An American Type follows Roth's alter ego, Ira Stigman, through the eventful year of 1938 when, discouraged partly by the mixed reception to a novel a lot like Call It Sleep, he (and Roth) jilted their longtime poet benefactress, drove to Los Angeles and hoboed back, and married his (and Roth's) wife of the next fifty years. This boomerang structure gives to an otherwise nakedly autobiographical book a shape, if not always a direction. Plenty of things happen here because that's how they actually happened, rather than for any narratively needful reason. Yet Roth seems wise to this shortcoming, and even puckishly tricks us by introducing a non sequitur of a traffic accident in the late innings, only to turn it into the basis for the proficient New Yorker piece Ira then writes.

About Roth's long silence, Ira vouchsafes hints only. A writer colleague at Yaddo called Daniel F, based on that other fine New York Jewish writer of the immigrant experience, Daniel Fuchs, "lectured Ira on the futility of writing novels, of receiving so little remuneration for all one's striving." Meanwhile Edith, Ira's erstwhile literary Svengali self-servingly suggests that leaving her for his shicksa pianist fiancé "would mean the end of his art." She predicts he'll become another of those has-beens who "let the best years of their lives go into doing all kinds of practical things...until it was too late."

But there's little indication that Roth fell silent soon after 1938 for Fuchs' simple mercenary reasons, particularly, or for the marital and workaday demons Edith warns him against. Of course his brutal father, no more effortfully disguised here than in Call It Sleep, can't have helped any. Nor, come to think of it, could his sainted mother, whose ferocious, all-devouring love wouldn't have been the first or last to convince an autobiographical writer son that his every experience was historic, his every excretion gold, his every utterance news. In the end, a great literary silence remains as much an enigma as a great outpouring. The miracle is that anyone could - even once - write reveries as hypnotically interior, yet magnificently pictorial, as this one, upon watching the mighty presses of Julia Morgan's beautiful Los Angeles Examiner building crank out the Sunday color supplement:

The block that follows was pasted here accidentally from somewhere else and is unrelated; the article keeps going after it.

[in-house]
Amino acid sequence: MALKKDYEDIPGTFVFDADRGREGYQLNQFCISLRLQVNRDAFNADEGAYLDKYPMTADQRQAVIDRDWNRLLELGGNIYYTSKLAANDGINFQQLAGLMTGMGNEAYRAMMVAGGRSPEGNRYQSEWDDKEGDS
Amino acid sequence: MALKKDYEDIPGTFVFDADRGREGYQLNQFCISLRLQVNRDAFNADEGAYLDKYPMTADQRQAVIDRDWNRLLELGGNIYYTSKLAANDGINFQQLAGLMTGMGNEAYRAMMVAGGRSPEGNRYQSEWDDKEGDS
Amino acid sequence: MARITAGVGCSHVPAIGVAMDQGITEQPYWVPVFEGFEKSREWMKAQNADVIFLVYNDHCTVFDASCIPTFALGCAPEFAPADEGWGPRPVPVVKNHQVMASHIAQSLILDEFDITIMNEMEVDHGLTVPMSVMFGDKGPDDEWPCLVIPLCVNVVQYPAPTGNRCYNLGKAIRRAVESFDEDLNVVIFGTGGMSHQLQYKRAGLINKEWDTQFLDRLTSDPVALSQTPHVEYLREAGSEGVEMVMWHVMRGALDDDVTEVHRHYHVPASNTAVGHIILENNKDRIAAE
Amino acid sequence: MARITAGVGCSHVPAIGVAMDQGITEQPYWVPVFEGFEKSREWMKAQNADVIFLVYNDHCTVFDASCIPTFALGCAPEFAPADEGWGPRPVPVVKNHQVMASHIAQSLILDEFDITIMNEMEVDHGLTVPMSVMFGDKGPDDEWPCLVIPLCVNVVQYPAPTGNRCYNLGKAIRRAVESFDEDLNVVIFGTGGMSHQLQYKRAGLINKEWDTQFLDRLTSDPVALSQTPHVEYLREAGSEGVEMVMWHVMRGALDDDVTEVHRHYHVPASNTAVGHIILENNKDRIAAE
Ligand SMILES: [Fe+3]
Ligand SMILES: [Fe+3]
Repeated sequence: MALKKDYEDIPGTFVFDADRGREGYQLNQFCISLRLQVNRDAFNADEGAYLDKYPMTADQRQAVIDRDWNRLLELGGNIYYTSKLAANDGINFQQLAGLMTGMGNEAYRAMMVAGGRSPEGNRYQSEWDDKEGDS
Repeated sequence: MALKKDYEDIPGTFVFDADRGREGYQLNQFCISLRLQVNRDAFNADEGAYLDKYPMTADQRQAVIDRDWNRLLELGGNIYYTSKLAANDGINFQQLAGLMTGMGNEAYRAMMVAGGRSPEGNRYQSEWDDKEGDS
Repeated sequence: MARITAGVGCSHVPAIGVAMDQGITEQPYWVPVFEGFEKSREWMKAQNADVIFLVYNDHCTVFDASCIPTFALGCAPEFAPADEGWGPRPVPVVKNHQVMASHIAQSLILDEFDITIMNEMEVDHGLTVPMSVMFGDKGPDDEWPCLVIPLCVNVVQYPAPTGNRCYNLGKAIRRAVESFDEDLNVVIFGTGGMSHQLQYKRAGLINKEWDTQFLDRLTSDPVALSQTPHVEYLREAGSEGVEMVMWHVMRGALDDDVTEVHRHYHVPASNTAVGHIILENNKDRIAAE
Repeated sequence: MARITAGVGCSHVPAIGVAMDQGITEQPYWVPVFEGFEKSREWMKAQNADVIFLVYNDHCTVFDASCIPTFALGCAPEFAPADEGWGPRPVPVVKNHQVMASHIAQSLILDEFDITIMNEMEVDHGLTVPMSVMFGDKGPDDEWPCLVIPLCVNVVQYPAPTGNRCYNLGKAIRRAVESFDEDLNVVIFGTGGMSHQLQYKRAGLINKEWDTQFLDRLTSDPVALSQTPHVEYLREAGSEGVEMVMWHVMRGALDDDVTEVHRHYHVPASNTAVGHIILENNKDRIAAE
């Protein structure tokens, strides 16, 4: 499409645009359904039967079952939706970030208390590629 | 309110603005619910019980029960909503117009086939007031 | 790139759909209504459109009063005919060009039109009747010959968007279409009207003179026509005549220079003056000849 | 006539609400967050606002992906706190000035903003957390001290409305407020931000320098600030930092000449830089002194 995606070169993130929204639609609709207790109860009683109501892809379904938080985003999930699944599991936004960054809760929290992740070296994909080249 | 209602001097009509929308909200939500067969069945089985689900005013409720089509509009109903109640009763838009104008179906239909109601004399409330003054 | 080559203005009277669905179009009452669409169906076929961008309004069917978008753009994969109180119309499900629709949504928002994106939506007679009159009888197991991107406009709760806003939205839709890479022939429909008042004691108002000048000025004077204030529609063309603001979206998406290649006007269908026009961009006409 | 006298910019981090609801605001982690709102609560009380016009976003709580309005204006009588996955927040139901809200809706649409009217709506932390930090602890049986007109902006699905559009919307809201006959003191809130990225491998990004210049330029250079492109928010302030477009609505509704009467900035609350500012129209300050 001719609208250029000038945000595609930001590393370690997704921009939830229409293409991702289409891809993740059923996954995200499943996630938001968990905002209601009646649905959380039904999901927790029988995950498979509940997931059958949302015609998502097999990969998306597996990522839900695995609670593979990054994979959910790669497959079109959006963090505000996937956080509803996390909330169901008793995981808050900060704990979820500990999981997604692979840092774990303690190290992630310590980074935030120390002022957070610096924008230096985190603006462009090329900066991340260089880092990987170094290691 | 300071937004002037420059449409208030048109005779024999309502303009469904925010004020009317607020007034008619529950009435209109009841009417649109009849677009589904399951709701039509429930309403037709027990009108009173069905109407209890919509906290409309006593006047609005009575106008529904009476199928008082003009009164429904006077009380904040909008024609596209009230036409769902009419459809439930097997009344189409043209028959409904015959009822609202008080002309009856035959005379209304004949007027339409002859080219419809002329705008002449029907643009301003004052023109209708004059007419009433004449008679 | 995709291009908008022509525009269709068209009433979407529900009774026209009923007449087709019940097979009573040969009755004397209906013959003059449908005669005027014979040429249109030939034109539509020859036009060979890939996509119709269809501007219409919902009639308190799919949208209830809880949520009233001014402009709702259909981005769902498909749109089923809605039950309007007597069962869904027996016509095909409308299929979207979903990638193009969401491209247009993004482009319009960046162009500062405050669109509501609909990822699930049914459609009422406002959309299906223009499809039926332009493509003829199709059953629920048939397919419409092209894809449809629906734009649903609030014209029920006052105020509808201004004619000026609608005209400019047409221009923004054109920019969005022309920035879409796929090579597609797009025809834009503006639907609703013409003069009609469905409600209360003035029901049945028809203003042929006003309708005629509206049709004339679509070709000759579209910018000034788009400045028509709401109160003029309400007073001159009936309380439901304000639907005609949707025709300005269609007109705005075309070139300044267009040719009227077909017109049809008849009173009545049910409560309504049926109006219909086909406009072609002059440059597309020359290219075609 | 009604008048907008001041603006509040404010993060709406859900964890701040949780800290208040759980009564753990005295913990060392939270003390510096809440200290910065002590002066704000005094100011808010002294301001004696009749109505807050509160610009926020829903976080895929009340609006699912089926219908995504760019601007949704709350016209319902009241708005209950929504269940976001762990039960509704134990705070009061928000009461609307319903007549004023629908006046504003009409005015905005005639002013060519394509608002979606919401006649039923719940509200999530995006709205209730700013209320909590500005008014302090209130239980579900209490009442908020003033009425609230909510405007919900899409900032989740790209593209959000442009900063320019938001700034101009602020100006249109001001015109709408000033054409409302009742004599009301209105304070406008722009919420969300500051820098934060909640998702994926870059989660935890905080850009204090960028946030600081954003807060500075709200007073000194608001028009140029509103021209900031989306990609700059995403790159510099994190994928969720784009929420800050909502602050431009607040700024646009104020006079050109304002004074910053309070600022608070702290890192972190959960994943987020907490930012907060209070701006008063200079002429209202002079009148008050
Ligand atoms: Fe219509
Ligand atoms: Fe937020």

The fluorescents shone on the Hearst printing presses within the great square plate-glass windows of the Examiner Building, flooding the corner. He paused, the anguish within him seeking to cleave to anything, whether purposive, fatuous, anything. Slowly, the great, black machines behind the plate-glass window started moving, reeling out a Sunday comic sheet...Accelerating, they flew past, swifter still and swifter, until gone were Jiggs and Maggie, lost in a multihued ribbon of paper and a high-pitched hum. And banality was gone, triviality was gone, gone the strip's silly postures and problems. All had become a freshet of blended color, diving downward and leaping upward in strict angle, and again, as if the artist's palette had become a cataract.

That Henry Roth could summon such power twice - the second time many silence-struck decades after his legendary debut - is as much a marvel as the Examiner Building itself, still standing after all these years, awaiting a second act as miraculous as that of the writer who once stood outside.

--David Kipen

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Product Details

  • ISBN-13: 9780393339925
  • Publisher: Norton, W. W. & Company, Inc.
  • Publication date: 6/27/2011
  • Edition description: Reprint
  • Pages: 304
  • Sales rank: 473,224
  • Product dimensions: 5.50 (w) x 8.20 (h) x 0.90 (d)

Meet the Author

Henry Roth (1906–1995) spent his early years on Manhattan’s Lower East Side. In 1914, the Roth family moved to Jewish Harlem. Roth died in Albuquerque, New Mexico.

Willing Davidson is a fiction editor at The New Yorker.

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Table of Contents

Prologue

At Times in Flight 1

Part One Albuquerque, New York 9

Part Two Cincinnati, Los Angeles 59

Part Three New York 171

Part Four Albuquerque 263

Editor's Afterword 275